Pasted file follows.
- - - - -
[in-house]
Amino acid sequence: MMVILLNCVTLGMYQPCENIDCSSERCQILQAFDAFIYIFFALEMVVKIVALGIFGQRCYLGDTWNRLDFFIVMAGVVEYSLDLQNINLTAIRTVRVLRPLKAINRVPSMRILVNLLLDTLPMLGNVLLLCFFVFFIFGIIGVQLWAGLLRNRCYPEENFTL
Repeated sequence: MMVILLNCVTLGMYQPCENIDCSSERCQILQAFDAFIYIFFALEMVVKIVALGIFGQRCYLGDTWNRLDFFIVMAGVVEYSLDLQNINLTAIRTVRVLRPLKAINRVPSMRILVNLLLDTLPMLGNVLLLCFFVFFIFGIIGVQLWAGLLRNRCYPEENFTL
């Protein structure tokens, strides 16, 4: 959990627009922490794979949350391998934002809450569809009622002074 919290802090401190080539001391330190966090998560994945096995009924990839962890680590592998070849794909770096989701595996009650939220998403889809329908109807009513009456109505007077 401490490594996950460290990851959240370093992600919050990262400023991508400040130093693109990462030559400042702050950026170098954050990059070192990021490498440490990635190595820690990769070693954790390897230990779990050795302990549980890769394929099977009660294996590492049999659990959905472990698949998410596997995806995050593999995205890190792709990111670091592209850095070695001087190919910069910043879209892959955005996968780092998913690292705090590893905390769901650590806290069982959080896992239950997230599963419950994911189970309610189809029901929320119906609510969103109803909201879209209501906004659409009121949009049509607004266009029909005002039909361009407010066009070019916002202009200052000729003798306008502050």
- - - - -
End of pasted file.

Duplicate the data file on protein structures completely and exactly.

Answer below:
[in-house]
Amino acid sequence: MMVILLNCVTLGMYQPCENIDCSSERCQILQAFDAFIYIFFALEMVVKIVALGIFGQRCYLGDTWNRLDFFIVMAGVVEYSLDLQNINLTAIRTVRVLRPLKAINRVPSMRILVNLLLDTLPMLGNVLLLCFFVFFIFGIIGVQLWAGLLRNRCYPEENFTL
Repeated sequence: MMVILLNCVTLGMYQPCENIDCSSERCQILQAFDAFIYIFFALEMVVKIVALGIFGQRCYLGDTWNRLDFFIVMAGVVEYSLDLQNINLTAIRTVRVLRPLKAINRVPSMRILVNLLLDTLPMLGNVLLLCFFVFFIFGIIGVQLWAGLLRNRCYPEENFTL
């Protein structure tokens, strides 16, 4: 959990627009922490794979949350391998934002809450569809009622002074 919290802090401190080539001391330190966090998560994945096995009924990839962890680590592998070849794909770096989701595996009650939220998403889809329908109807009513009456109505007077 401490490594996950460290990851959240370093992600919050990262400023991508400040130093693109990462030559400042702050950026170098954050990059070192990021490498440490990635190595820690990769070693954790390897230990779990050795302990549980890769394929099977009660294996590492049999659990959905472990698949998410596997995806995050593999995205890190792709990111670091592209850095070695001087190919910069910043879209892959955005996968780092998913690292705090590893905390769901650590806290069982959080896992239950997230599963419950994911189970309610189809029901929320119906609510969103109803909201879209209501906004659409009121949009049509607004266009029909005002039909361009407010066009070019916002202009200052000729003798306008502050």